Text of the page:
SAN FRANCISCO — Facebook has loosened its privacy rules for teenagers as a rising debate swirls over online threats to children from online bullies and sexual predators.
The move, announced Wednesday, allows teenagers to post status updates, videos, and images that can be seen by anyone, not just their friends or people who know their friends.
While Facebook described the change as giving teenagers more choice, big money is at stake for the social network and its advertisers. Marketers are keen to reach young consumers, and the more public information they have about those users, the better they are able to target their pitches.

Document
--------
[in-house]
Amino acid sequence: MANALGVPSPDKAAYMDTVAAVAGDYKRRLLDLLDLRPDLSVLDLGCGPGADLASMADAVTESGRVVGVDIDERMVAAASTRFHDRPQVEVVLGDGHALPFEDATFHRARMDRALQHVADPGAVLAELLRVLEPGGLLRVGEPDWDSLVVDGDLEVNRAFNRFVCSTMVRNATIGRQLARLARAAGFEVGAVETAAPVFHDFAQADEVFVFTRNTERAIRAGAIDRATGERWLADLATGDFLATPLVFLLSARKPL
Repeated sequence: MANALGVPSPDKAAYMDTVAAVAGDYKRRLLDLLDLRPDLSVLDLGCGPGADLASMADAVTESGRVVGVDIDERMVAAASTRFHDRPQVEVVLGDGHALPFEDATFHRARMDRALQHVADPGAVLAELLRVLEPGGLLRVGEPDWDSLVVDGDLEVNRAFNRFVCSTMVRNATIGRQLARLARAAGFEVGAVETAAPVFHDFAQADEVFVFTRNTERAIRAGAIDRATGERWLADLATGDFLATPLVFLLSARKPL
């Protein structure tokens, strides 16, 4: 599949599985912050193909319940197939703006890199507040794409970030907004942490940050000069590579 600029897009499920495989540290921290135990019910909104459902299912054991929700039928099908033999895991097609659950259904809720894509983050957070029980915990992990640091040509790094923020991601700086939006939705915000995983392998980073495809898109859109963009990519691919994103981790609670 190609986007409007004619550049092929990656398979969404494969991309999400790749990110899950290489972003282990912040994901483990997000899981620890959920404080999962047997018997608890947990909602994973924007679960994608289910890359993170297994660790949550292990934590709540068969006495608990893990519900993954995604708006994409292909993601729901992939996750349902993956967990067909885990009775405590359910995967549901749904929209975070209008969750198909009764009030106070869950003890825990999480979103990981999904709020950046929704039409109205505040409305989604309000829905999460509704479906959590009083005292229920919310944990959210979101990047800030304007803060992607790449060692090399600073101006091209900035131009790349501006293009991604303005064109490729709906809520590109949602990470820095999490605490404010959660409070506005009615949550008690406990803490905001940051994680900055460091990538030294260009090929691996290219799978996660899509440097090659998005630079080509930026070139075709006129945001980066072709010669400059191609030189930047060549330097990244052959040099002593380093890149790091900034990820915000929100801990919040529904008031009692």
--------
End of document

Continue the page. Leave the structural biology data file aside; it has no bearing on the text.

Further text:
But that interaction with advertisers now includes youths who are growing up in a world of social media and, often, learning the hard way that it can be full of risks. Parents, too, are trying to help their children navigate the online world.
Facebook also said it had made the change to let socially active teenagers, people the service has often called its savviest users, reach a wider audience the way they can on blogs.